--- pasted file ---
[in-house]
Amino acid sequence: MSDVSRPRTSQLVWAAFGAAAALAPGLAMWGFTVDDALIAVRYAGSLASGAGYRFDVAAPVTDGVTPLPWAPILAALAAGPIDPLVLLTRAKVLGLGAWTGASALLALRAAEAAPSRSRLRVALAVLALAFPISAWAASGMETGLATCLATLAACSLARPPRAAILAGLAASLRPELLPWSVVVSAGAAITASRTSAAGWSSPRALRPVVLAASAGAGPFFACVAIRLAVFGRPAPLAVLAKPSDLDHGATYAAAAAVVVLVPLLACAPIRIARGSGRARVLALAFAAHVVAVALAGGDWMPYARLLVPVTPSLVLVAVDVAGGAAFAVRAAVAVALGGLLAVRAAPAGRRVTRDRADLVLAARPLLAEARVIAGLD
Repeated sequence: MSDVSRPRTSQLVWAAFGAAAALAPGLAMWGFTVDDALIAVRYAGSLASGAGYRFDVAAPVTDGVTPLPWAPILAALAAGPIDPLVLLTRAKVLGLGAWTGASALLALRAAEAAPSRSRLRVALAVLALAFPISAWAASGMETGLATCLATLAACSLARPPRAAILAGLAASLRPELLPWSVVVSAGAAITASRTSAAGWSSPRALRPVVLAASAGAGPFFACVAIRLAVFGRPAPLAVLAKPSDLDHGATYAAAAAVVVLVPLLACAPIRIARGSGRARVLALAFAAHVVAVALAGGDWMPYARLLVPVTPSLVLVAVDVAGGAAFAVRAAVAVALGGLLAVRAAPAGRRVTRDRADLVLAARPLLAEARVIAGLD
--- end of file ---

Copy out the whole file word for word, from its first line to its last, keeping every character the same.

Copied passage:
[in-house]
Amino acid sequence: MSDVSRPRTSQLVWAAFGAAAALAPGLAMWGFTVDDALIAVRYAGSLASGAGYRFDVAAPVTDGVTPLPWAPILAALAAGPIDPLVLLTRAKVLGLGAWTGASALLALRAAEAAPSRSRLRVALAVLALAFPISAWAASGMETGLATCLATLAACSLARPPRAAILAGLAASLRPELLPWSVVVSAGAAITASRTSAAGWSSPRALRPVVLAASAGAGPFFACVAIRLAVFGRPAPLAVLAKPSDLDHGATYAAAAAVVVLVPLLACAPIRIARGSGRARVLALAFAAHVVAVALAGGDWMPYARLLVPVTPSLVLVAVDVAGGAAFAVRAAVAVALGGLLAVRAAPAGRRVTRDRADLVLAARPLLAEARVIAGLD
Repeated sequence: MSDVSRPRTSQLVWAAFGAAAALAPGLAMWGFTVDDALIAVRYAGSLASGAGYRFDVAAPVTDGVTPLPWAPILAALAAGPIDPLVLLTRAKVLGLGAWTGASALLALRAAEAAPSRSRLRVALAVLALAFPISAWAASGMETGLATCLATLAACSLARPPRAAILAGLAASLRPELLPWSVVVSAGAAITASRTSAAGWSSPRALRPVVLAASAGAGPFFACVAIRLAVFGRPAPLAVLAKPSDLDHGATYAAAAAVVVLVPLLACAPIRIARGSGRARVLALAFAAHVVAVALAGGDWMPYARLLVPVTPSLVLVAVDVAGGAAFAVRAAVAVALGGLLAVRAAPAGRRVTRDRADLVLAARPLLAEARVIAGLD